Will We Return To A Gold Standard?
Fiat money is money that has value only because of government regulation or law. The term derives from the Latin fiat, meaning “let it be done”, because such money is established by government order. Where fiat money is used as currency, the term fiat currency is used. With such drastic and rapid rise in the prices of silver and gold, and the plummeting value of many fiat currencies, specifically the US Dollar, the question has been posed if a gold standard would be repeated again soon. The gold standard is a monetary system in which the standard economic unit of account is a fixed mass of gold, with various meanings depending on whether gold coins, bullion or exchange with silver coins are used as the fixed mass. A look through history will show that each time fiat currencies have been adopted, the gold standard reappeared not long after. Below are summaries of historical periods of this return to gold:
1785-1861: Concerned about a proliferation of paper currency, the founding fathers of the United States reinstated the gold standard as the way to put limitation on the production and circulation of money.
1862-79: The Civil War’s exorbitant cost was paid for by fiat currency referred to as Greenbacks. With the severe depression of the 1870s, gold standard was once again revived.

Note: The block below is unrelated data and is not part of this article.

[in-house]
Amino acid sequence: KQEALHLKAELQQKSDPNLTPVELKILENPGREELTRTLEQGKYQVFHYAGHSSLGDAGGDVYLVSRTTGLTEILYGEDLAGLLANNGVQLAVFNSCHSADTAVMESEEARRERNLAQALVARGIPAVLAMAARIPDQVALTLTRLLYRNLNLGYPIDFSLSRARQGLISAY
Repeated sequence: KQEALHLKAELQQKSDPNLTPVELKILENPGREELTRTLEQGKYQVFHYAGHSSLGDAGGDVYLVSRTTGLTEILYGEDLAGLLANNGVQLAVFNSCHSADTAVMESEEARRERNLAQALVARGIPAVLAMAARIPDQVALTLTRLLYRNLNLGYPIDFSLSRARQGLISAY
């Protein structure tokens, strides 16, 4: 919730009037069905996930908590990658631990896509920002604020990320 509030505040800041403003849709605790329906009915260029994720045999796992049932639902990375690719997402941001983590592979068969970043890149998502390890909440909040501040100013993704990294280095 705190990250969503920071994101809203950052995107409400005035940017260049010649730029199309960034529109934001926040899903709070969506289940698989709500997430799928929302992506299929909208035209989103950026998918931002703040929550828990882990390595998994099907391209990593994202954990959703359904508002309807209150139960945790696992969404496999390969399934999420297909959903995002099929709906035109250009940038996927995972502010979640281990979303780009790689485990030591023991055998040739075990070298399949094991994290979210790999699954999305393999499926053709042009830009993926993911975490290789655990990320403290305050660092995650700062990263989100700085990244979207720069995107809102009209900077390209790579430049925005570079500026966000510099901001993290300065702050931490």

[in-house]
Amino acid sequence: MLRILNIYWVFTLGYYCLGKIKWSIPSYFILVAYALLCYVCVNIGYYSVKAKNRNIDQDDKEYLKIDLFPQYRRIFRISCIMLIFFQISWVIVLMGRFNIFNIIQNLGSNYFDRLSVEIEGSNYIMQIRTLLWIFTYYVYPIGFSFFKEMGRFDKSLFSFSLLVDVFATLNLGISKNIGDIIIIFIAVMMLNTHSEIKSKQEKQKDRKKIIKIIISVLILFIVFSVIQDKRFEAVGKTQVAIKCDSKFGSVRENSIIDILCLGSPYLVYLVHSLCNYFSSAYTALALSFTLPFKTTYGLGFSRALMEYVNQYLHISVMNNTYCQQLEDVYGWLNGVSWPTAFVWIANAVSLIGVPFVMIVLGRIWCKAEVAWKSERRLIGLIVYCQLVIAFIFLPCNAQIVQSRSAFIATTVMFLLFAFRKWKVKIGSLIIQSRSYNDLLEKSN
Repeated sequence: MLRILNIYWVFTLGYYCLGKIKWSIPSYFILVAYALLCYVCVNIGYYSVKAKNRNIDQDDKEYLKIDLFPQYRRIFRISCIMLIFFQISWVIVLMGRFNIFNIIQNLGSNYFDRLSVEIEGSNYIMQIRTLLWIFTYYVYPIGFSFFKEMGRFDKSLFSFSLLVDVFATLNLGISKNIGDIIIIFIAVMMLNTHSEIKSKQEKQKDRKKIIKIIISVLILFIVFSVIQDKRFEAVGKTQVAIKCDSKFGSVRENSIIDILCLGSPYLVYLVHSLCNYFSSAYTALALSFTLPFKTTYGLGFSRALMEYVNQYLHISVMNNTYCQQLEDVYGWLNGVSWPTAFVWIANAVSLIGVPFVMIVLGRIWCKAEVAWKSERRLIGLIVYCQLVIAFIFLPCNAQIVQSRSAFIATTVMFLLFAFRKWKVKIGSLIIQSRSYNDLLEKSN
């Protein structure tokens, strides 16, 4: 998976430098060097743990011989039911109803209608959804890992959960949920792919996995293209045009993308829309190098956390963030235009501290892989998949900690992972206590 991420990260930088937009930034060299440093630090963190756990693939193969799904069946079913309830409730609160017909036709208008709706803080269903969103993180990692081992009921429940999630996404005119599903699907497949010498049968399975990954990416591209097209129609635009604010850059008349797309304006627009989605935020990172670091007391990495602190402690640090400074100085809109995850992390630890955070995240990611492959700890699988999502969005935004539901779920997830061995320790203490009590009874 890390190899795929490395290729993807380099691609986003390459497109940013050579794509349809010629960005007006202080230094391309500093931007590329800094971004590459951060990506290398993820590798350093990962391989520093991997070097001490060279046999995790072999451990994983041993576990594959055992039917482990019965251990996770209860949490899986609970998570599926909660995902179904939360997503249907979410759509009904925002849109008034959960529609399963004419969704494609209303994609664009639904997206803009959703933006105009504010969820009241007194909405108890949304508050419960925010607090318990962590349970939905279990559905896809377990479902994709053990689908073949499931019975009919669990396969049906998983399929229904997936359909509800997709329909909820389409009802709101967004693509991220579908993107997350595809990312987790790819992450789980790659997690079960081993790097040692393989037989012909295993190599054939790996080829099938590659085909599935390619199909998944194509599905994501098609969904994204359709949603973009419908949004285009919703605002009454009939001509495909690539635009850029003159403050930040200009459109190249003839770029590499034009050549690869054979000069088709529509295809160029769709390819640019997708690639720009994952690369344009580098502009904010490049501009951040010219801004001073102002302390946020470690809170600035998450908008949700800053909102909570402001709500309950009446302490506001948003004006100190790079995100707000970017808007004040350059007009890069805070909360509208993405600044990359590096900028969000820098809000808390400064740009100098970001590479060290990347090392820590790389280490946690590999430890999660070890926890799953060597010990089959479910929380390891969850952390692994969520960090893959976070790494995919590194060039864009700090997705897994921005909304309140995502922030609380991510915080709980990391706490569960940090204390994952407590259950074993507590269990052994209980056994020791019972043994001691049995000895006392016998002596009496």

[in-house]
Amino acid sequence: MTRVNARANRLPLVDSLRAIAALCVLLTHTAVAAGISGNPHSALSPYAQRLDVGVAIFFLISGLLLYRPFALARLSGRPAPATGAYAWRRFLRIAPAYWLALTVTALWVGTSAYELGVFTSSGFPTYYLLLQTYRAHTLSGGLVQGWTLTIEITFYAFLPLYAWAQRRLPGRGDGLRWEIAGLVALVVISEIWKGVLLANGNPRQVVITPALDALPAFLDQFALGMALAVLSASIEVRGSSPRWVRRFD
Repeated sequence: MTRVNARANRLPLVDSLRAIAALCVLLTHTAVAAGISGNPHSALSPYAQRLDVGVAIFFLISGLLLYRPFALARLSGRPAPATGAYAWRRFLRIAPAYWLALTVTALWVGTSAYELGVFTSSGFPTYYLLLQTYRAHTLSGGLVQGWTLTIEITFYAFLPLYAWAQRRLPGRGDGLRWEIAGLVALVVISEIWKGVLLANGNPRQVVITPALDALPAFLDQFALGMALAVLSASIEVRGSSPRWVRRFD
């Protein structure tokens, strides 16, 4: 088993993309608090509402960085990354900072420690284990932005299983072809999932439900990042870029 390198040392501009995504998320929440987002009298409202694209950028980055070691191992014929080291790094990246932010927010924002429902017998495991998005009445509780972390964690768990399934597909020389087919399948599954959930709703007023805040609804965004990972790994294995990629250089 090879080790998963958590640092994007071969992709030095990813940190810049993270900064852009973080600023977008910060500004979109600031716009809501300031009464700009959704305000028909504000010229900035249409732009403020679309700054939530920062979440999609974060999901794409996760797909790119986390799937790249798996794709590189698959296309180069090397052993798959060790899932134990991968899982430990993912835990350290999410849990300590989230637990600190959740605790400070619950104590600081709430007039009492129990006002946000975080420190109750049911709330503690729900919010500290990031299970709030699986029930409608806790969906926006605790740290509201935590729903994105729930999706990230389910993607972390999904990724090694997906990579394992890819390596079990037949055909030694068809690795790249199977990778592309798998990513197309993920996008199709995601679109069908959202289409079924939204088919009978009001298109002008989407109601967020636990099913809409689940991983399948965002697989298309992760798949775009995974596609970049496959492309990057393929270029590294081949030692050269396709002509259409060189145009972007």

1880-1914: When the gold standard was in effect during this 34 year period, domestic prices were stable and there was almost no observable inflation.
1915-25: “Floating fiat currency” came into circulation, driven by the financial needs of the First World War. Since there was not sufficient gold to back the amount of paper currencies that were being printed, the fiat currency was floated for 10 years.
1926-31: Tied to the gold-convertible British pound and US dollar, the gold standard rose yet again.
1931-45: The Second World War and the subsequent Great Depression gave rise to global imbalances, which resulted in another period of floating fiat currencies.
1945-71: As determined by the Bretton Woods agreement, the world tied itself to the US dollar and the British pound. However, the pound soon collapsed due to the rush of trading pounds for gold. 1963 saw the printing and circulation of New Federal Reserve notes, which didn’t promise payment in “lawful money”. Once the Coinage Act of 1965 was signed, the use of silver currency came to an end. In 1968, a proclamation issued by President Johnson declared that no further Federal Reserve Silver Certificates could be converted into silver.
15 August 1971: The international gold standard came to an end, courtesy of President Nixon. This was the first time when no currency was backed by gold.
1971-73: The Smithsonian agreement established a fixed dollar standard where world currencies were linked to the US dollar, and not gold.
1973-Today: The US dollar serves as the world’s currency reserve in the present system of floating currency rates, established by the Basel Accord.
Conclusion: Though the US dollar is still the world’s reserve currency, high inflation rates and the instability of the dollar may soon force the world to go back to a gold standard.
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